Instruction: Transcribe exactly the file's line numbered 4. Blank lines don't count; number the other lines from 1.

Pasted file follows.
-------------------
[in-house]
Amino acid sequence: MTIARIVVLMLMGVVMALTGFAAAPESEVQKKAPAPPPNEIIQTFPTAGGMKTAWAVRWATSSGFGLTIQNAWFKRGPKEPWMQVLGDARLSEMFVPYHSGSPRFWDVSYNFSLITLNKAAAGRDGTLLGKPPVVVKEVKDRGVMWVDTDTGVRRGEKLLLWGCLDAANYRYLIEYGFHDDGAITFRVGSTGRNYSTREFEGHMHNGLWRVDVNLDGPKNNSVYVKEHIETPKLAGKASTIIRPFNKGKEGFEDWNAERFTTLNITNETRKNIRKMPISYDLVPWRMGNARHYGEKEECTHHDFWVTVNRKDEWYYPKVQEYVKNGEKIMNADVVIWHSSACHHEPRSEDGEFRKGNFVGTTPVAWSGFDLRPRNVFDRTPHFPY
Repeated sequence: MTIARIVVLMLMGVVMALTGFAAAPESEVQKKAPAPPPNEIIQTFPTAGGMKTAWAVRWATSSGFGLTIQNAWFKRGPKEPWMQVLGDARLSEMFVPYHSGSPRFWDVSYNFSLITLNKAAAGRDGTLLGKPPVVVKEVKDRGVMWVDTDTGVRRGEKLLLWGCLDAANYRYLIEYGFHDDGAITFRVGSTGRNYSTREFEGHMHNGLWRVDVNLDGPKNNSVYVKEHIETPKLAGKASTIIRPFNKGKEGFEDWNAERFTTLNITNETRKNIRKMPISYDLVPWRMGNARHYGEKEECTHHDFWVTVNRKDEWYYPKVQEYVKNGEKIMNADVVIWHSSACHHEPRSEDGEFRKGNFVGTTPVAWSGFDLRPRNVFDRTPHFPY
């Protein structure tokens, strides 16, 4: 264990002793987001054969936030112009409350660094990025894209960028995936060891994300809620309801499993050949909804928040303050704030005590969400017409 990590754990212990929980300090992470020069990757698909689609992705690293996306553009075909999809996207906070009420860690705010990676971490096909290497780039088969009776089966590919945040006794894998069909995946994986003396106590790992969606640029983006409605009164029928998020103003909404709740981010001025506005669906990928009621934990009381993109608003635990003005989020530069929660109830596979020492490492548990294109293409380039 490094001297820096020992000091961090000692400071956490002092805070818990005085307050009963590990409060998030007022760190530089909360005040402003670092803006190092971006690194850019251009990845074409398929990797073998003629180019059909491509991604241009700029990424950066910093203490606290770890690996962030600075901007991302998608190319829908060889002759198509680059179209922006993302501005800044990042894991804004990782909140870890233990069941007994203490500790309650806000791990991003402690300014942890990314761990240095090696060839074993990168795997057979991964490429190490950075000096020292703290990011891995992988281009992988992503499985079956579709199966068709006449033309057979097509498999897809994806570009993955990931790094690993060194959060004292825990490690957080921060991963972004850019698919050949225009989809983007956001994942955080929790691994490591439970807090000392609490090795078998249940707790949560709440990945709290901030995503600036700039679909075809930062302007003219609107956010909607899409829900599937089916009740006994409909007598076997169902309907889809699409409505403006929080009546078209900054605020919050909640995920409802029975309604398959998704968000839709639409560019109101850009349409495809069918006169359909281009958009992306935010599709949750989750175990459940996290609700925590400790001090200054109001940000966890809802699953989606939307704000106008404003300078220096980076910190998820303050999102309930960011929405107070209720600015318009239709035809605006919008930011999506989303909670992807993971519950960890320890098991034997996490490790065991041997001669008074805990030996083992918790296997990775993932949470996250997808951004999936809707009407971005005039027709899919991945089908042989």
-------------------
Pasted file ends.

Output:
């Protein structure tokens, strides 16, 4: 264990002793987001054969936030112009409350660094990025894209960028995936060891994300809620309801499993050949909804928040303050704030005590969400017409 990590754990212990929980300090992470020069990757698909689609992705690293996306553009075909999809996207906070009420860690705010990676971490096909290497780039088969009776089966590919945040006794894998069909995946994986003396106590790992969606640029983006409605009164029928998020103003909404709740981010001025506005669906990928009621934990009381993109608003635990003005989020530069929660109830596979020492490492548990294109293409380039 490094001297820096020992000091961090000692400071956490002092805070818990005085307050009963590990409060998030007022760190530089909360005040402003670092803006190092971006690194850019251009990845074409398929990797073998003629180019059909491509991604241009700029990424950066910093203490606290770890690996962030600075901007991302998608190319829908060889002759198509680059179209922006993302501005800044990042894991804004990782909140870890233990069941007994203490500790309650806000791990991003402690300014942890990314761990240095090696060839074993990168795997057979991964490429190490950075000096020292703290990011891995992988281009992988992503499985079956579709199966068709006449033309057979097509498999897809994806570009993955990931790094690993060194959060004292825990490690957080921060991963972004850019698919050949225009989809983007956001994942955080929790691994490591439970807090000392609490090795078998249940707790949560709440990945709290901030995503600036700039679909075809930062302007003219609107956010909607899409829900599937089916009740006994409909007598076997169902309907889809699409409505403006929080009546078209900054605020919050909640995920409802029975309604398959998704968000839709639409560019109101850009349409495809069918006169359909281009958009992306935010599709949750989750175990459940996290609700925590400790001090200054109001940000966890809802699953989606939307704000106008404003300078220096980076910190998820303050999102309930960011929405107070209720600015318009239709035809605006919008930011999506989303909670992807993971519950960890320890098991034997996490490790065991041997001669008074805990030996083992918790296997990775993932949470996250997808951004999936809707009407971005005039027709899919991945089908042989």